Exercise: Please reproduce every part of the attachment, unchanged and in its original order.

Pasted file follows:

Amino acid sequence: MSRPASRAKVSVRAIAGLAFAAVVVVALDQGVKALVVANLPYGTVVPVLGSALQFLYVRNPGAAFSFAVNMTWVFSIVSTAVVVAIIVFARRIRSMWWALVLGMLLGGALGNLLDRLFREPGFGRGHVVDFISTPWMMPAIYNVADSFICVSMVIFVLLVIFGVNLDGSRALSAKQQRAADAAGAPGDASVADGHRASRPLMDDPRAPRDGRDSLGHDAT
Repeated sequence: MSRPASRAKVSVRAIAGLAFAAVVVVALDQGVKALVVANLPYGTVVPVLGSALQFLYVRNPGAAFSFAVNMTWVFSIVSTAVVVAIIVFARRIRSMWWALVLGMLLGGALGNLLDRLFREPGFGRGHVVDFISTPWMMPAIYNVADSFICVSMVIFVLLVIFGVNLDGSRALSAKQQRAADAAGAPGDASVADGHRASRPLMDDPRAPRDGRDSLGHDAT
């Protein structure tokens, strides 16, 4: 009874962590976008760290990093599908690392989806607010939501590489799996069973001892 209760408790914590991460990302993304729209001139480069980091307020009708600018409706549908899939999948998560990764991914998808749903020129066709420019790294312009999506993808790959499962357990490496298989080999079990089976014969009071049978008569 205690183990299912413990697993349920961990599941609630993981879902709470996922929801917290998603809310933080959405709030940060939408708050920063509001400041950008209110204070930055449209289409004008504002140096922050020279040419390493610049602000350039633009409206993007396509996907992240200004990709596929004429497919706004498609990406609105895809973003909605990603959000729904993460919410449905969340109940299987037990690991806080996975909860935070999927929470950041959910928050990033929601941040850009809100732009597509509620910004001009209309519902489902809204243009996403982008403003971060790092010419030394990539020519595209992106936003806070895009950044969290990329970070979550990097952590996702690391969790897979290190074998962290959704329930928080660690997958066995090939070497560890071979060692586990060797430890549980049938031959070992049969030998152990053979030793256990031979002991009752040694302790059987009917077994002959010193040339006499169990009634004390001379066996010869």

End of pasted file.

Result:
Amino acid sequence: MSRPASRAKVSVRAIAGLAFAAVVVVALDQGVKALVVANLPYGTVVPVLGSALQFLYVRNPGAAFSFAVNMTWVFSIVSTAVVVAIIVFARRIRSMWWALVLGMLLGGALGNLLDRLFREPGFGRGHVVDFISTPWMMPAIYNVADSFICVSMVIFVLLVIFGVNLDGSRALSAKQQRAADAAGAPGDASVADGHRASRPLMDDPRAPRDGRDSLGHDAT
Repeated sequence: MSRPASRAKVSVRAIAGLAFAAVVVVALDQGVKALVVANLPYGTVVPVLGSALQFLYVRNPGAAFSFAVNMTWVFSIVSTAVVVAIIVFARRIRSMWWALVLGMLLGGALGNLLDRLFREPGFGRGHVVDFISTPWMMPAIYNVADSFICVSMVIFVLLVIFGVNLDGSRALSAKQQRAADAAGAPGDASVADGHRASRPLMDDPRAPRDGRDSLGHDAT
């Protein structure tokens, strides 16, 4: 009874962590976008760290990093599908690392989806607010939501590489799996069973001892 209760408790914590991460990302993304729209001139480069980091307020009708600018409706549908899939999948998560990764991914998808749903020129066709420019790294312009999506993808790959499962357990490496298989080999079990089976014969009071049978008569 205690183990299912413990697993349920961990599941609630993981879902709470996922929801917290998603809310933080959405709030940060939408708050920063509001400041950008209110204070930055449209289409004008504002140096922050020279040419390493610049602000350039633009409206993007396509996907992240200004990709596929004429497919706004498609990406609105895809973003909605990603959000729904993460919410449905969340109940299987037990690991806080996975909860935070999927929470950041959910928050990033929601941040850009809100732009597509509620910004001009209309519902489902809204243009996403982008403003971060790092010419030394990539020519595209992106936003806070895009950044969290990329970070979550990097952590996702690391969790897979290190074998962290959704329930928080660690997958066995090939070497560890071979060692586990060797430890549980049938031959070992049969030998152990053979030793256990031979002991009752040694302790059987009917077994002959010193040339006499169990009634004390001379066996010869």